“Constantinou, who conducts the Olympic restaurant on Main Street, Lakewood, said he was a naturalized citizen and had an honorable discharge as a seaman, having served as cook on the U.S.S. Bancroft. He denied ever having threatened the President or made any treasonable remark.”

As wartime paranoia grew, a silent killer that would ravage the world was about to make an appearance. In 1997, the Associated Press explained, “Many say the epidemic started at Fort Riley (in Kansas), which had the first recorded cases … in 1918 with the nation at war.

“On March 9 of that year a blinding dust storm struck the base, mixing the ashes of burned manure with flying dust. Less than 48 hours later, a company cook named Albert Gitchell came down with a bad cough, fever, severe sore throat, headache, and muscle pain. That was around the breakfast hour. … By noon, 107 patients with the same symptoms checked into the base hospital. … (B)y the end of the week, 500 cases were recorded, 46 resulting in death. Before it was over, the flu would claim 20 million to 40 million lives.”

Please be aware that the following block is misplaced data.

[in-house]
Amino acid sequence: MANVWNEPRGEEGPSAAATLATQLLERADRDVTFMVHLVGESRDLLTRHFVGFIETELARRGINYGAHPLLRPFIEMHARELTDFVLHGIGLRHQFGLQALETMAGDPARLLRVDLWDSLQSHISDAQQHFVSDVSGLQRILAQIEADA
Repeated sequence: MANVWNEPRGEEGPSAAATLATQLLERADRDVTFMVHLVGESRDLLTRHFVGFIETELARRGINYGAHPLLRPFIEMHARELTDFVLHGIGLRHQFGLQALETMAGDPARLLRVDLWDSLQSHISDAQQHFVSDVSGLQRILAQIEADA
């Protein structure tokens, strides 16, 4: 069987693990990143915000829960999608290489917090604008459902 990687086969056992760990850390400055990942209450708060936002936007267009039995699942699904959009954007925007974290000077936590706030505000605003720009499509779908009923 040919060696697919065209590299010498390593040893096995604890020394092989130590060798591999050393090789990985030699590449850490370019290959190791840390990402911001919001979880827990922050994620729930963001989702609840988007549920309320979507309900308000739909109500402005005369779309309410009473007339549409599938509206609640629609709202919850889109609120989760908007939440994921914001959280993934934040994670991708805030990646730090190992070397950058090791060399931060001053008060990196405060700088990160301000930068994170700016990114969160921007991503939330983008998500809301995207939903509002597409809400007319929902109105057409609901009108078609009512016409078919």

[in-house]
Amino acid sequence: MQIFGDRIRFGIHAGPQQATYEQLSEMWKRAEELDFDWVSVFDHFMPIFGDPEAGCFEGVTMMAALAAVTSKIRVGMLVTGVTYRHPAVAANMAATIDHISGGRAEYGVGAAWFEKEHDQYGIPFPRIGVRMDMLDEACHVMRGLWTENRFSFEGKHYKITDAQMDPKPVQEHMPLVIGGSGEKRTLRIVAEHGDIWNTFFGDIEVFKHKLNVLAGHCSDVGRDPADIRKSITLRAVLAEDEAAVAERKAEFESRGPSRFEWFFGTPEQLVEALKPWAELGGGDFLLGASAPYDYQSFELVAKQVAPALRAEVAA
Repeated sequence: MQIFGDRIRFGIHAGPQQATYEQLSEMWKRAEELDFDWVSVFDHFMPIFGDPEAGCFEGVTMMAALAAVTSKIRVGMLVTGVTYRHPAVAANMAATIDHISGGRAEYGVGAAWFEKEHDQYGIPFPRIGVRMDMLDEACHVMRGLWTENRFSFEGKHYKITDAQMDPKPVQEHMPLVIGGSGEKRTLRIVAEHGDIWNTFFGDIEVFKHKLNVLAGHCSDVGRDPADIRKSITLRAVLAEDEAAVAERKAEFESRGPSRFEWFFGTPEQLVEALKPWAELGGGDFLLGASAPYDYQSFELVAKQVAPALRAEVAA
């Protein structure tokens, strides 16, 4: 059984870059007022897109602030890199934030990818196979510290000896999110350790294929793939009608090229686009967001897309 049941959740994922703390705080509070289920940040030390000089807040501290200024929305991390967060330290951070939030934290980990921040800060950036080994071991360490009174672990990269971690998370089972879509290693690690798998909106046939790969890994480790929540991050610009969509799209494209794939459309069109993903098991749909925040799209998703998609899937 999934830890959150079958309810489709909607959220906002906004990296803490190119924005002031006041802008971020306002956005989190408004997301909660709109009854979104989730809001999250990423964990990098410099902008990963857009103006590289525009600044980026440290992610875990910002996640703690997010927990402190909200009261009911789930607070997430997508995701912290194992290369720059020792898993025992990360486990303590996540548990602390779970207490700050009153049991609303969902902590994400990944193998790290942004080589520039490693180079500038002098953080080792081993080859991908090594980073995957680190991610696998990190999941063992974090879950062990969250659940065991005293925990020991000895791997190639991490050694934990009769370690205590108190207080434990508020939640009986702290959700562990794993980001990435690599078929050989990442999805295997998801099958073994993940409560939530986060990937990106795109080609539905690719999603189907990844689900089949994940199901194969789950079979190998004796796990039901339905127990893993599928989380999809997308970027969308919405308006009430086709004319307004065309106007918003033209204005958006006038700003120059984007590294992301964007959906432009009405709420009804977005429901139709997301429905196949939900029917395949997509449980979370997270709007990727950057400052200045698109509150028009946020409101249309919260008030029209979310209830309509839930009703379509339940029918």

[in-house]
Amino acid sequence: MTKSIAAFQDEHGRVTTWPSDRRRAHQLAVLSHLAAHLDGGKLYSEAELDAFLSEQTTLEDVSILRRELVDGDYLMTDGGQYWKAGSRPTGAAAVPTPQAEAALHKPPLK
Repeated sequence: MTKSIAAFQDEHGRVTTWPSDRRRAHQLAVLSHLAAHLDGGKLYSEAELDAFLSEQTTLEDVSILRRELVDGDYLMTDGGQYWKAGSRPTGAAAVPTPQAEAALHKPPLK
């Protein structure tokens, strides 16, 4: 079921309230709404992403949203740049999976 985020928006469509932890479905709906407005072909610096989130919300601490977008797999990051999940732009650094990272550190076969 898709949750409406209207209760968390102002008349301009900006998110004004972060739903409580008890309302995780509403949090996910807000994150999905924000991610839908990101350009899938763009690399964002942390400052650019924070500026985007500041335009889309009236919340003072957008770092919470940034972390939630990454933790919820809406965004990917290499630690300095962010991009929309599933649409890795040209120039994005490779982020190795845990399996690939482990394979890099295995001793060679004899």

As troops moved around the country, reports from local Army camps such as Dix didn’t attract much attention. On April 5, “Dix reports four deaths, all due to pneumonia, as against two for the previous week.

“The Seventy-Eighth Division, now in training at Camp Dix, will be known in the future as the ‘Lightning .’ This name was decided upon by staff officers, following a vote by the men of the division, and the result was announced at the closing  of the Camp Dix circus.”

But when the national numbers were added together, it was clear something was happening.  A government release appeared in U.S. papers.

“Washington, April 11. – Health conditions thruout the army at home continue satisfactory, says the weekly report issued today by the war department, altho the hospital admission rate increased over the preceding week. Influenza and mumps are the chief diseases noted, the latter frequently complicated with pneumonia accounting for the rising admission rate. Ailments among drafted men contracted before they entered the camp have swelled the sick rates. The total number of deaths for the week ending April 5, was 290, as against 237 the preceding week.”

The June 1 United Press article would give the mysterious killer its name.

“The plague described as influenza is still spreading and it is estimated there are hundreds of thousands of cases in Spain now.